More specifically, the professors argue that the government program known as Secure Communities is not achieving its central goal. The program was started under the Bush administration to allow the Department of Homeland Security to obtain information about individuals who have been apprehended or come into contact with local law enforcement agencies. The argument was that it would help the federal government to find and deport more violent criminals. Continue Reading →
My post on Feministing this week covers the treatment that migrant women are facing as detainees in my “land of the free,” aka the United States of America.
Last week, civil rights groups filed a lawsuit on behalf of migrant mothers and children being held in a detention center in Artesia, New Mexico, arguing that they were being denied a fair deportation process. According to the complaint, “Plaintiffs have an indisputable right to seek asylum and related relief, and to a fair hearing to present their claims.” They also have the right to legal counsel.
But there a number of barriers standing in the way of that theoretical right. How is it possible to access anything when Artesia is 200 miles from the nearest city? One cannot claim one’s right to legal counsel when there are no legal service providers in New Mexico who are funded to represent people in detention centers. Currently, detainees are being served by volunteer lawyers who fund themselves to travel to Artesia and support these women. When women are forced to recount their horrific experiences with violence and rape in front of her children, or next to strangers she does not know, how accurate can her statements be? After hearing their stories, how can anyone possibly argue that they are a national security threat?
A new report has been released by powerhouse reproductive justice organizations the Center for Reproductive Rights, the National Latina Institute for Reproductive Health and Sistersong Women of Color Reproductive Justice Collective, titled “Reproductive Injustice: Racial and Gender Discrimination in U.S. Health Care.” This potentially ground-breaking report targets the U.S. government and United Nations, arguing that U.S. health care is in violation of the International Convention on the Elimination of All Forms of Racial Discrimination (ICERD).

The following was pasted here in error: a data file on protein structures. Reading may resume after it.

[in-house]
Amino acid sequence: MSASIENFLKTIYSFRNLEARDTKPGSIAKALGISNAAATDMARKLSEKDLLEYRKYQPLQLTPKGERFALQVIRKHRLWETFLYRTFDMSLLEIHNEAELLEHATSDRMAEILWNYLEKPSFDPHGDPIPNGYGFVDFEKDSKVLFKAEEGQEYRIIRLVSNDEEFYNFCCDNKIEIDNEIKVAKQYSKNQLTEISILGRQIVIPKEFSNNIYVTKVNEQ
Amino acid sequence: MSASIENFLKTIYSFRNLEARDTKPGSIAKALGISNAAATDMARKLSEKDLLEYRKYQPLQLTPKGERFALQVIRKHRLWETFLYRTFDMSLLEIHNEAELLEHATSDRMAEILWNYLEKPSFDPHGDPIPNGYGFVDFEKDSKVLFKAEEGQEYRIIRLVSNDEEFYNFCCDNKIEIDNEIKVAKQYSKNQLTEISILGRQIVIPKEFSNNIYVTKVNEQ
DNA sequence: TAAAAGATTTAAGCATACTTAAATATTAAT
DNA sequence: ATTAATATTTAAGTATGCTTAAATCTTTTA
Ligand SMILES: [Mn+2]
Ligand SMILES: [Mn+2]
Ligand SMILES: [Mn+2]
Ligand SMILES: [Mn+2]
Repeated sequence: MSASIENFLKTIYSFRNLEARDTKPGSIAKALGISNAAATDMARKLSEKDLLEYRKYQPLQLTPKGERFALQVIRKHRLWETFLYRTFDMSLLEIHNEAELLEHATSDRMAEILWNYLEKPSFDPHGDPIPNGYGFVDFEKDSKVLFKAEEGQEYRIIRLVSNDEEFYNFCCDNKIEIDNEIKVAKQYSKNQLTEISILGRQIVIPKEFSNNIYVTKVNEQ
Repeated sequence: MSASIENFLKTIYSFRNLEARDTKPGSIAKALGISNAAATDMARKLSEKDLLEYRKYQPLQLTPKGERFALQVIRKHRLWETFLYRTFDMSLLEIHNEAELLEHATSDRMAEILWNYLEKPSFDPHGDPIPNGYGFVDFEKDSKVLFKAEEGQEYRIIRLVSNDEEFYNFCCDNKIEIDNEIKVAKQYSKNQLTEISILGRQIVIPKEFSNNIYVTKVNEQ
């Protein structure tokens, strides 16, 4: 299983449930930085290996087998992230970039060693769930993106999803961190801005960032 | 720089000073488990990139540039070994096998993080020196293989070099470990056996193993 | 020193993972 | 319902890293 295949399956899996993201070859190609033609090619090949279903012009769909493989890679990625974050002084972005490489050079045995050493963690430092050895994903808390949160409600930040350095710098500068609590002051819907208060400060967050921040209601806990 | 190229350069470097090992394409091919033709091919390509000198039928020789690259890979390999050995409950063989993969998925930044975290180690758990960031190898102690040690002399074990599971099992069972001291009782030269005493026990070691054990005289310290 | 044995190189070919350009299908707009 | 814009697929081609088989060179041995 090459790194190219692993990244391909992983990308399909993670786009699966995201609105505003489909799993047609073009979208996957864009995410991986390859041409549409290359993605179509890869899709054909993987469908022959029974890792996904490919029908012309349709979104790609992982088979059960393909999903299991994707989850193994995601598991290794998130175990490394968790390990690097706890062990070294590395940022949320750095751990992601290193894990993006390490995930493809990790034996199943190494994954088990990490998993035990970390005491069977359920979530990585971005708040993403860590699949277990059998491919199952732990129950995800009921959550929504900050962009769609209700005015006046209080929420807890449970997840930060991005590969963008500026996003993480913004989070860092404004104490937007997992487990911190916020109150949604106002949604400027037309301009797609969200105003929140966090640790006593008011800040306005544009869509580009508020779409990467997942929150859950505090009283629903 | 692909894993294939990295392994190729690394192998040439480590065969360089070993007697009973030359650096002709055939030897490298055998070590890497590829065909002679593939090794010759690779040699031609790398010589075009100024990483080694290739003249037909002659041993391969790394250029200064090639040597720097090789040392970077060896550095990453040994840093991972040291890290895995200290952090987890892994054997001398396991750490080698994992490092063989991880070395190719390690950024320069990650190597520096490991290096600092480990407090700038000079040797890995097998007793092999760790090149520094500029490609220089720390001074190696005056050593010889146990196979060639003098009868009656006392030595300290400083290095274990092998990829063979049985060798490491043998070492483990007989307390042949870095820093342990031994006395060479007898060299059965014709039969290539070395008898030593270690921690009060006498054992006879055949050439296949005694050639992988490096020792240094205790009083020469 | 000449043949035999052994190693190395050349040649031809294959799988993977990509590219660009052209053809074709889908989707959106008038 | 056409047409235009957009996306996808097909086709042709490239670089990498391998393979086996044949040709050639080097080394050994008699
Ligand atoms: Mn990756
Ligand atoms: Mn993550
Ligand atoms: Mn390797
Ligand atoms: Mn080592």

The report highlights the devastating rate of maternal mortality and associated risk factors for Latinas and African-American women in the U.S. Among many horrific statistics, it demonstrates that in areas of the U.S., women of color suffer from maternal mortality rates higher than countries like Rwanda and Kenya. I hope you’ll take a minute to read through Miriam Zoila Pérez’s great analysis of the report, but I’ll highlight a particularly salient quote from it:
With the Latina immigrant women in “Reproductive Injustice,” the major issue was denial of health care based on immigration status, which the report deems a form of discrimination. Recent Texas policies have eliminated funding for women’s reproductive health care that many could receive regardless of immigration status or a lack of insurance. The report states that “immigrant women of reproductive age are approximately 70 percent more likely than their U.S-born peers to lack health insurance.
Even documented immigrants are barred from accessing health care benefits. Federal policy imposes a five-year waiting period for documented immigrants before they can be eligible for Medicaid. Texas goes a step further and refuses to extend Medicaid coverage to legal immigrants even after five years. Recent cuts to family planning funding in Texas have had a significant impact on immigrant women who live there. For example, in the Rio Grande Valley, the Southernmost part of Texas along the U.S.-Mexico border, the funding cuts and resulting closure of clinics has resulted in a 72 percent decrease in women receiving services, according to “Reproductive Injustice.”
Read more over at Colorlines.
Because I can’t get this song off of repeat, I present you with this French Afro-Cubana duo Ibeyi (Yoruba for twins). Their new single “River,” is dedicated to the river Orixá Oshun (or Oxum in Portuguese). Read more about them on NPR.